10
Dec
12

the all-too-human factor

Post from Harry Hutchinson:

Harry Hutchinson

Harry Hutchinson

Cars are safer now than they have ever been before. They are designed to protect the driver and passengers. National Highway Traffic Safety Administration records show a significant decline in traffic deaths beginning in 1988.

Traffic fatalities increased by about 1 percent in the first half of 2012 to 16,290 people. If the trend continues through the end of this month, there will be many people lost on the road this year, but that contrasts with a grimmer toll. Until late in the last decade, it was considered a good year if fewer than 40,000 people died in traffic accidents.

Many of you probably have an idea of all this already, but I want to go over it first so nobody thinks I’m a pessimist whining about the end of civilization as we know it.

The point I want to make is that the human factor has a way of competing with the best plans of engineers.

A telephone survey polling 5,500 teenage drivers and parents found habits among both groups that lead to high levels of distraction when driving. The study was conducted for Toyota Motor Sales, U.S.A. Inc. by the University of Michigan Transportation Research Institute. Toyota issued a press release summarizing preliminary findings.

I spend a lot of time on the road, as a driver and as a pedestrian, so studies of driving habits interest me. There are quite a few interesting points in the results, but the one thing that really caught my attention is the inability to turn off the smart phone.

According to Toyota’s release, “More than half of teens (54 percent) report that they use a hand-held cell phone while driving, similar to the six in ten parents (61 percent) who report that they do so.”

And then there’s this: “A quarter of teens (24 percent) respond to a text message once or more every time they drive. Nearly one in three teens (30 percent) read a text or email once or more every time they drive.”

And OK, take some of that “every time they drive” as kids bragging: “Wow, I’m so popular I get texted all the time and everywhere, even when get into the car.” But if the true rate is as low as one in ten, that puts your kneecaps in unusual danger every time you cross the street.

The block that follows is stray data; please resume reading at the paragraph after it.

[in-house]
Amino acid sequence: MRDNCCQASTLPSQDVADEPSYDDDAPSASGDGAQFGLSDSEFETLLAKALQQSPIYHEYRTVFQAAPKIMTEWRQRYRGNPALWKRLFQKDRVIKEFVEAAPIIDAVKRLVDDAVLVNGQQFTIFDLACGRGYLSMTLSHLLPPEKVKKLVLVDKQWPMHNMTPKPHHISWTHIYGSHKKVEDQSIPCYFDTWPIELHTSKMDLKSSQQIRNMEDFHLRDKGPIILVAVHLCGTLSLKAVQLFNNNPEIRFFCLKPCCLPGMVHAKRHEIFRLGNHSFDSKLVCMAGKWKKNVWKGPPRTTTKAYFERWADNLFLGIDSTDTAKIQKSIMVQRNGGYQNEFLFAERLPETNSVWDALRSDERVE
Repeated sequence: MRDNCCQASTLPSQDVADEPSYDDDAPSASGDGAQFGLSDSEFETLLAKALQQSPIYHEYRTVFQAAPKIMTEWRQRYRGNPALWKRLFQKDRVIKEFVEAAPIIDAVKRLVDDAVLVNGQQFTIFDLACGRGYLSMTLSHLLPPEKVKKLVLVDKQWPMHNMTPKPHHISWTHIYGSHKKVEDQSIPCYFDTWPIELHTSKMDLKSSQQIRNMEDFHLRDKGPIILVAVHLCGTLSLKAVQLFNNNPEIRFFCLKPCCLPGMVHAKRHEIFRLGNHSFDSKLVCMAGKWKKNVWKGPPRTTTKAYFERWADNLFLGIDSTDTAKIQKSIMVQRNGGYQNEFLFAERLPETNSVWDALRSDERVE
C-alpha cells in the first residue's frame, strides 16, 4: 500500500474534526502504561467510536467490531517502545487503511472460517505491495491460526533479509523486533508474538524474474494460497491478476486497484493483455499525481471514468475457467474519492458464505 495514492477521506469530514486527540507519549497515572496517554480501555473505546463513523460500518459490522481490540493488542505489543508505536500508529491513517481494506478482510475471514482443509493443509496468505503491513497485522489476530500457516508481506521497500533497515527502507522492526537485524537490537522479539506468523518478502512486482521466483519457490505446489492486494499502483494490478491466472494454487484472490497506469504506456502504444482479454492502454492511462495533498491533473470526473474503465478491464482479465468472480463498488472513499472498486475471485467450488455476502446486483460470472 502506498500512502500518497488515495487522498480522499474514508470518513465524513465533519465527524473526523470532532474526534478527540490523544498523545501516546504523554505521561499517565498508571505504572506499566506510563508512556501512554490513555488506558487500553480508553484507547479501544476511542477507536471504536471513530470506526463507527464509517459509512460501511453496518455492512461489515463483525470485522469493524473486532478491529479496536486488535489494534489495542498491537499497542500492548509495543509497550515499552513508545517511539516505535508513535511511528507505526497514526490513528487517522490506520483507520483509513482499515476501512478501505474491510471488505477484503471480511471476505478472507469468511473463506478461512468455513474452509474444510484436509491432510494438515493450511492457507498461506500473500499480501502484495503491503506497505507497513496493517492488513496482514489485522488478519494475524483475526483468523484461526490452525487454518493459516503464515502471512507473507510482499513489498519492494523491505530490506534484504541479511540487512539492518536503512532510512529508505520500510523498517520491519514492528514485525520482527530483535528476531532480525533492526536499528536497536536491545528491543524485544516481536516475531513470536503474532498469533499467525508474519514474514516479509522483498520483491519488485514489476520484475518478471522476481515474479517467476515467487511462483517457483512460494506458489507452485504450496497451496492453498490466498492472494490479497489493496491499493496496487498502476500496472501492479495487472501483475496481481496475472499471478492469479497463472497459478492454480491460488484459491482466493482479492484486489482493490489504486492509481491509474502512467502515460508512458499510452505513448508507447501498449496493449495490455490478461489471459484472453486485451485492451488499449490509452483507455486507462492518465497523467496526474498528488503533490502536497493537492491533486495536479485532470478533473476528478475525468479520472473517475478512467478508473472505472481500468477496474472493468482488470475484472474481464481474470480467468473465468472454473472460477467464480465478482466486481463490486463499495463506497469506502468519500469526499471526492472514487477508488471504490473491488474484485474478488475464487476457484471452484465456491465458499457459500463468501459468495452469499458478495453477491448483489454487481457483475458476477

So, I’m passing this along to remind everybody who’s about to cross an intersection: Put down your phone and make sure the driver coming up is paying attention before you head into the open. Or not. It’s your risk.

You can see the rest of the Toyota press release.


2 Responses to “the all-too-human factor”


  1. March 10, 2013 at 5:28 am

    In fact when someone doesn’t know after that its up to other people that they will assist, so here it takes place.

  2. September 19, 2013 at 12:25 pm

    Hello would you mind stating which blog platform you’re
    using? I’m planning to start my own blog soon but I’m having a difficult time deciding between BlogEngine/Wordpress/B2evolution and Drupal.
    The reason I ask is because your design and style seems different then most blogs and I’m looking for something unique.
    P.S Sorry for getting off-topic but I had to ask!


Leave a Reply

Fill in your details below or click an icon to log in:

WordPress.com Logo

You are commenting using your WordPress.com account. Log Out / Change )

Twitter picture

You are commenting using your Twitter account. Log Out / Change )

Facebook photo

You are commenting using your Facebook account. Log Out / Change )

Google+ photo

You are commenting using your Google+ account. Log Out / Change )

Connecting to %s


The Editor

John G. Falcioni is Editor-in-Chief of Mechanical Engineering magazine, the flagship publication of the American Society of Mechanical Engineers.

December 2012
M T W T F S S
« Nov   Jan »
 12
3456789
10111213141516
17181920212223
24252627282930
31  

Twitter from John Falcioni

Twitter from Engineering for Change

Friend us on Facebook

Friend ASME

Friend Engineering for Change

Friend ASME Nanotechnology Institute


%d bloggers like this: